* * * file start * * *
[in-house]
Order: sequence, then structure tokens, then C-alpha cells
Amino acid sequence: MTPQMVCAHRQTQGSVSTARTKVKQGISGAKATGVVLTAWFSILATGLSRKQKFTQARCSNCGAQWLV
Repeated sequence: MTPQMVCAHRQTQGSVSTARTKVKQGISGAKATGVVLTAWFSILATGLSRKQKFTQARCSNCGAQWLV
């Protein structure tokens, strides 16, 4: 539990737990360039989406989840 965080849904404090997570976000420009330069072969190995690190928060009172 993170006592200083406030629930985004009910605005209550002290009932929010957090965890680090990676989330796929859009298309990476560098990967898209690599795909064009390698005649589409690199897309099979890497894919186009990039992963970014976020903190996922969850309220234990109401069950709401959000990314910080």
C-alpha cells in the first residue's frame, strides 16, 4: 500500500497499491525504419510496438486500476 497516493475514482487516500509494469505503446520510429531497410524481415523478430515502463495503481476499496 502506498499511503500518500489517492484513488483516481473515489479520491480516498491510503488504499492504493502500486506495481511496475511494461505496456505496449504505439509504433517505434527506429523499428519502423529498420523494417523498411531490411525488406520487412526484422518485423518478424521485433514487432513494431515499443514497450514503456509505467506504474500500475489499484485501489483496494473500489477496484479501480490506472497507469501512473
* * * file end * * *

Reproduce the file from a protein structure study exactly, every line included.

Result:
[in-house]
Order: sequence, then structure tokens, then C-alpha cells
Amino acid sequence: MTPQMVCAHRQTQGSVSTARTKVKQGISGAKATGVVLTAWFSILATGLSRKQKFTQARCSNCGAQWLV
Repeated sequence: MTPQMVCAHRQTQGSVSTARTKVKQGISGAKATGVVLTAWFSILATGLSRKQKFTQARCSNCGAQWLV
């Protein structure tokens, strides 16, 4: 539990737990360039989406989840 965080849904404090997570976000420009330069072969190995690190928060009172 993170006592200083406030629930985004009910605005209550002290009932929010957090965890680090990676989330796929859009298309990476560098990967898209690599795909064009390698005649589409690199897309099979890497894919186009990039992963970014976020903190996922969850309220234990109401069950709401959000990314910080």
C-alpha cells in the first residue's frame, strides 16, 4: 500500500497499491525504419510496438486500476 497516493475514482487516500509494469505503446520510429531497410524481415523478430515502463495503481476499496 502506498499511503500518500489517492484513488483516481473515489479520491480516498491510503488504499492504493502500486506495481511496475511494461505496456505496449504505439509504433517505434527506429523499428519502423529498420523494417523498411531490411525488406520487412526484422518485423518478424521485433514487432513494431515499443514497450514503456509505467506504474500500475489499484485501489483496494473500489477496484479501480490506472497507469501512473